When Government Is Empowered to Balance Fish and Farmers

The most stark example yet in the United States — thus far, still shy of mass starvation under Communist regimes — of the danger of letting the legislative brush slop regulations on too many areas of human activities has to be the destruction of California’s Central Valley:

Why has California become the epicenter of unemployment? While Michigan and Florida have a mix of problems, including (in Michigan’s case) a history of bad management decisions on labor contracts, California’s Central Valley woes are entirely a government creation. As I wrote yesterday, the decision by a federal judge to cut off water supplies to an area that literally fed the world turned the Central Valley from an agricultural export powerhouse to a center of starvation within two years. Congress has refused to act to reverse this decision, and as a result, almost a quarter of the families in the area now need government assistance to feed themselves while living on some of the most productive land in the world.

The background is that the 1973 Endangered Species Act has worked its way to protection of the delta smelt, a species of inedible bait fish that is argued to be affected by the pumps that supply the Western portion of the valley with water, so the water has been cut off, leaving irrigation at 25% of its previous flow.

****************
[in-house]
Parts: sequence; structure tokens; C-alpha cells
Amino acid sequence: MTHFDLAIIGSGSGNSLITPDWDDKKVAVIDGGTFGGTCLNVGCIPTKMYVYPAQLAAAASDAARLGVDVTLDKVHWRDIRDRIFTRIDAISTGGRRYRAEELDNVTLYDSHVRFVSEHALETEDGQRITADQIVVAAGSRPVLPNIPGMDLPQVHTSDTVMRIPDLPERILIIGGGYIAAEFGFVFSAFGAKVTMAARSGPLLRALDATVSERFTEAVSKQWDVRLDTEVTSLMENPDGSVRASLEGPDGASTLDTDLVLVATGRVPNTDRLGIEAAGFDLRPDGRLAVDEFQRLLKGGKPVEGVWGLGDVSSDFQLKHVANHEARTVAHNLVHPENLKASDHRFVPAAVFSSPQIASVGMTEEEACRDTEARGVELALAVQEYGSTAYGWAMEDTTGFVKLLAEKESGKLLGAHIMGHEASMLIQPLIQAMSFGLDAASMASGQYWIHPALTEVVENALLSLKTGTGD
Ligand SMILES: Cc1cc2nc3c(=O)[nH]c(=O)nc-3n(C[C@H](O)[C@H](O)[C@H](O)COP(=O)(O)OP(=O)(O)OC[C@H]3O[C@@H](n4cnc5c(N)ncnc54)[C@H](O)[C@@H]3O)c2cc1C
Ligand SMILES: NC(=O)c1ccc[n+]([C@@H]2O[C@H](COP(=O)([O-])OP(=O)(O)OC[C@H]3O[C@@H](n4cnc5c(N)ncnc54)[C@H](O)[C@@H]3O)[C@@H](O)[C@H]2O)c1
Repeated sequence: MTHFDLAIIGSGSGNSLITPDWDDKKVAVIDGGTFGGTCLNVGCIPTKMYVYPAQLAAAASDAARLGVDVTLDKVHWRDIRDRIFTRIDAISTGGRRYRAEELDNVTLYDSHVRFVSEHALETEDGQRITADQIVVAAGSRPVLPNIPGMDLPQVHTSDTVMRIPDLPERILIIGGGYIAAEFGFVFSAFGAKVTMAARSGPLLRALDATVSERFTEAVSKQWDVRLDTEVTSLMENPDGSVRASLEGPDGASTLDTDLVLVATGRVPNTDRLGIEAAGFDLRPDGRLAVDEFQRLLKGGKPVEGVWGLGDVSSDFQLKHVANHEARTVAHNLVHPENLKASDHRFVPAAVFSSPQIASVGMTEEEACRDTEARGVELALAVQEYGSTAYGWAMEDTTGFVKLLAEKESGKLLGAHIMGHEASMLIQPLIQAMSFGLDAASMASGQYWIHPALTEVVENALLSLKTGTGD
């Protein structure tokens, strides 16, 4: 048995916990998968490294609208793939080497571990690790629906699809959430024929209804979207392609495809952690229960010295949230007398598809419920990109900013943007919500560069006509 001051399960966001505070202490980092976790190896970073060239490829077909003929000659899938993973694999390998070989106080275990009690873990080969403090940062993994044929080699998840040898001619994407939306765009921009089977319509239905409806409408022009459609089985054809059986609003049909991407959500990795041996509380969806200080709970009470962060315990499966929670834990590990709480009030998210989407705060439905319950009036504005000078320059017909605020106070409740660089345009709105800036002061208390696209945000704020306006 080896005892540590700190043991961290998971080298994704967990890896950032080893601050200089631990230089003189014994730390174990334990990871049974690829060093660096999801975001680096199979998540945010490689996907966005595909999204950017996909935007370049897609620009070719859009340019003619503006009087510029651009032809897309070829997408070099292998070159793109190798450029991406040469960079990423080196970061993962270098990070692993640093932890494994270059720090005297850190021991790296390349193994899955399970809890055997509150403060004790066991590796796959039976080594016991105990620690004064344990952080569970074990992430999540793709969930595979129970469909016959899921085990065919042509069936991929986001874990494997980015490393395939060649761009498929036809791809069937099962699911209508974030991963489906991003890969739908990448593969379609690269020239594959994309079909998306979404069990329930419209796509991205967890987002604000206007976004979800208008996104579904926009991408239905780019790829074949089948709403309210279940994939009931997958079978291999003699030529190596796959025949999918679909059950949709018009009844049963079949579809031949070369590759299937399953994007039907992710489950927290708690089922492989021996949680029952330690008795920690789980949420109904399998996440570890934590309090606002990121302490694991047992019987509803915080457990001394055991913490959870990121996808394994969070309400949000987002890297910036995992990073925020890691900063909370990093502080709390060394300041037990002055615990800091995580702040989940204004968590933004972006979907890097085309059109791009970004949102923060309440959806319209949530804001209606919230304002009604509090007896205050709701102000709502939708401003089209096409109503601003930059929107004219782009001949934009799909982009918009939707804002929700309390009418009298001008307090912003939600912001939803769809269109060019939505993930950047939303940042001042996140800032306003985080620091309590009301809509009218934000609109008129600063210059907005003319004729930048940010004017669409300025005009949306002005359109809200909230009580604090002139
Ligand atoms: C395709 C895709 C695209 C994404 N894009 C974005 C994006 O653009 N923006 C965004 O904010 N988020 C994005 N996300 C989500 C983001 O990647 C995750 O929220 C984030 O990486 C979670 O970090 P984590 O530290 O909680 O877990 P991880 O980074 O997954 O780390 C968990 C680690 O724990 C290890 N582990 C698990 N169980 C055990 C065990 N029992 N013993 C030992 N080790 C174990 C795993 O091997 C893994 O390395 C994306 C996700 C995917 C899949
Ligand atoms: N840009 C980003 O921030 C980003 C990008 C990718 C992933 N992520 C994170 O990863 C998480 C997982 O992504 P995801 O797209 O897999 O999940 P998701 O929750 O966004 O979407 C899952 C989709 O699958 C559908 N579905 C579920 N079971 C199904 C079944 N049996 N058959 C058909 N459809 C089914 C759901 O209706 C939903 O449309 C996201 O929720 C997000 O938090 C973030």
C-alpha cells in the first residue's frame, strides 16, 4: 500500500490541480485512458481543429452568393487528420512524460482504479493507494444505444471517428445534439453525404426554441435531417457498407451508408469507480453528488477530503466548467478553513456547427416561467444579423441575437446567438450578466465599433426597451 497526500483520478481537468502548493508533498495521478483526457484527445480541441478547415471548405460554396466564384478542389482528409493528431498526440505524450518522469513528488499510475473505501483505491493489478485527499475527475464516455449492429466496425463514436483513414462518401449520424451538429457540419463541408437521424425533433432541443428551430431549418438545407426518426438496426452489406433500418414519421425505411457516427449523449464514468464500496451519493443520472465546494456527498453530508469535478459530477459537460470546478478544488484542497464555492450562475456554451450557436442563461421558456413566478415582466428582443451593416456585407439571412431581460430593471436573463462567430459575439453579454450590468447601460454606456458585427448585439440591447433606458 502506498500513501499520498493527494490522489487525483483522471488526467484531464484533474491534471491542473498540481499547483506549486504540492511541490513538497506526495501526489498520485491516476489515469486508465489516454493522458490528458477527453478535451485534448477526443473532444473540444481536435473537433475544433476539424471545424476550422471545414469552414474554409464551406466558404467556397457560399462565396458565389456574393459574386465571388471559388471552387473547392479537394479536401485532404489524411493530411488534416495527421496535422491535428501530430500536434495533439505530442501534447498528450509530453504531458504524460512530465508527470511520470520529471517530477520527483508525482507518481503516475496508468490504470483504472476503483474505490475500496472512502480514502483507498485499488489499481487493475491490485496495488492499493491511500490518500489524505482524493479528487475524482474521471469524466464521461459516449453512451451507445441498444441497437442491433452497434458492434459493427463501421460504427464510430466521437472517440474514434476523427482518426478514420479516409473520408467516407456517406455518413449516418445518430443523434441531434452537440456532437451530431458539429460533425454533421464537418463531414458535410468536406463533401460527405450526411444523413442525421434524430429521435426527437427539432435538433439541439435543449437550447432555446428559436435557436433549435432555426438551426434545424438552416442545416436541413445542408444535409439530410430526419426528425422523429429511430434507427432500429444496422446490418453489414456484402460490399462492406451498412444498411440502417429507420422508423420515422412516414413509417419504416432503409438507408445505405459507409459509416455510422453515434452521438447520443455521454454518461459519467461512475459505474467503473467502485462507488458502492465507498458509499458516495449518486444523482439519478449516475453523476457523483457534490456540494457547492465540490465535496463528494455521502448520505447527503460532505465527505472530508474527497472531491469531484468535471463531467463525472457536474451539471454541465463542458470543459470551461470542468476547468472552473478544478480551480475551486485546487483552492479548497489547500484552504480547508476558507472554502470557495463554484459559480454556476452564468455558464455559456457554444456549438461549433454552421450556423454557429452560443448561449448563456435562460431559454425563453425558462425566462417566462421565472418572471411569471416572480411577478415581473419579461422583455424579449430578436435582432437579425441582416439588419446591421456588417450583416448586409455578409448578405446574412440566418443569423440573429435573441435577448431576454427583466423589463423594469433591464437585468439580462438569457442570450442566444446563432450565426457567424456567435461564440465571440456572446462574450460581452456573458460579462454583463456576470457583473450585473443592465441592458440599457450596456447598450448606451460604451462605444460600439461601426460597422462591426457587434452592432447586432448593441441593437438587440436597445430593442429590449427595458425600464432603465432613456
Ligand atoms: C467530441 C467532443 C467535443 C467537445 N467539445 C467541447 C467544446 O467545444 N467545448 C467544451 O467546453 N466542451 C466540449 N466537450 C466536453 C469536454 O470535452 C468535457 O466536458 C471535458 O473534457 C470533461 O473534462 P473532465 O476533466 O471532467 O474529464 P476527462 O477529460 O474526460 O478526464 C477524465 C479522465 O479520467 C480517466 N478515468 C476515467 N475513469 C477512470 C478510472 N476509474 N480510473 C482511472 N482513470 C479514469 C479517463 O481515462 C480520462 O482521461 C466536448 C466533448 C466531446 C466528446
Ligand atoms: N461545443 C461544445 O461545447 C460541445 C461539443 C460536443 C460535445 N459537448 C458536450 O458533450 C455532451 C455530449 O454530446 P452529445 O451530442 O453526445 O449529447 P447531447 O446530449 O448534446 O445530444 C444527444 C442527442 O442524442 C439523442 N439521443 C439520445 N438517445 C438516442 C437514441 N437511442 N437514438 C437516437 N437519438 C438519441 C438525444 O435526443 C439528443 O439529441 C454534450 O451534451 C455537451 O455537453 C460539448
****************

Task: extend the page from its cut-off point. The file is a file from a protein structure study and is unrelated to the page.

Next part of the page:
As we’ll surely be hearing throughout the year, the Environmental Protection Agency is currently on course to enact similarly detrimental regulations by bureaucratic fiat, treating carbon dioxide as a pollutant covered under the Clean Air Act of 1970.

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Russ
Russ
10 years ago

Yes, the nerve of those folks telling farmers that arid areas requiring massive irrigation (and externalized costs and not just to the smelt) is a bad idea. You coprporate apologist, pseudo-anarchists crack me up.

Warrington Faust
Warrington Faust
10 years ago

Posted by Russ
“Yes, the nerve of those folks telling farmers that arid areas requiring massive irrigation (and externalized costs and not just to the smelt) is a bad idea. You coprporate apologist, pseudo-anarchists crack me up.”
Russ, it is good to know that the Luddites are still with us. I suspect you have little experience with farming. If man is able to make good farm land out of arid areas, who is the government to tell him he shall not.
Reminds me of the pond a friend has in his front yard. His grandfather built it, thinking it would be attractive. Stoppages downstream have reduced the flow so that it is now mosquito heaven. He is not allowed to fill it back in because it was made before 1978 and is now “nature”.